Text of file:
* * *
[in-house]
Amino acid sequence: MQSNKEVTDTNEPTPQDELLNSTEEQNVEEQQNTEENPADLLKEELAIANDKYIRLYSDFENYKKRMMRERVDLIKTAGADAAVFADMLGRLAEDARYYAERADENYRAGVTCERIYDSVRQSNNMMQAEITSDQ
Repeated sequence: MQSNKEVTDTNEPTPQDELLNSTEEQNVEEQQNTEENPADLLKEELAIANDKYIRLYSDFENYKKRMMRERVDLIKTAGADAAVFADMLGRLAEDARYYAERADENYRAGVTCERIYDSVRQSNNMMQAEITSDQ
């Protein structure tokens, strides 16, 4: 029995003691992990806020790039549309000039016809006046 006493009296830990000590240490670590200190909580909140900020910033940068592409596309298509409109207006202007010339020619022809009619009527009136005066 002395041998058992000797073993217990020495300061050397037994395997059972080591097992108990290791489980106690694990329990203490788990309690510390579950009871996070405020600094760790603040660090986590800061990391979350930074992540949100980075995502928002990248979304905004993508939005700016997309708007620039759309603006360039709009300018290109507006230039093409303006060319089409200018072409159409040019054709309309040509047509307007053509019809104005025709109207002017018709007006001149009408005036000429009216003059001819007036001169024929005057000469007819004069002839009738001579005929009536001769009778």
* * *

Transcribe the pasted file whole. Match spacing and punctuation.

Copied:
[in-house]
Amino acid sequence: MQSNKEVTDTNEPTPQDELLNSTEEQNVEEQQNTEENPADLLKEELAIANDKYIRLYSDFENYKKRMMRERVDLIKTAGADAAVFADMLGRLAEDARYYAERADENYRAGVTCERIYDSVRQSNNMMQAEITSDQ
Repeated sequence: MQSNKEVTDTNEPTPQDELLNSTEEQNVEEQQNTEENPADLLKEELAIANDKYIRLYSDFENYKKRMMRERVDLIKTAGADAAVFADMLGRLAEDARYYAERADENYRAGVTCERIYDSVRQSNNMMQAEITSDQ
């Protein structure tokens, strides 16, 4: 029995003691992990806020790039549309000039016809006046 006493009296830990000590240490670590200190909580909140900020910033940068592409596309298509409109207006202007010339020619022809009619009527009136005066 002395041998058992000797073993217990020495300061050397037994395997059972080591097992108990290791489980106690694990329990203490788990309690510390579950009871996070405020600094760790603040660090986590800061990391979350930074992540949100980075995502928002990248979304905004993508939005700016997309708007620039759309603006360039709009300018290109507006230039093409303006060319089409200018072409159409040019054709309309040509047509307007053509019809104005025709109207002017018709007006001149009408005036000429009216003059001819007036001169024929005057000469007819004069002839009738001579005929009536001769009778």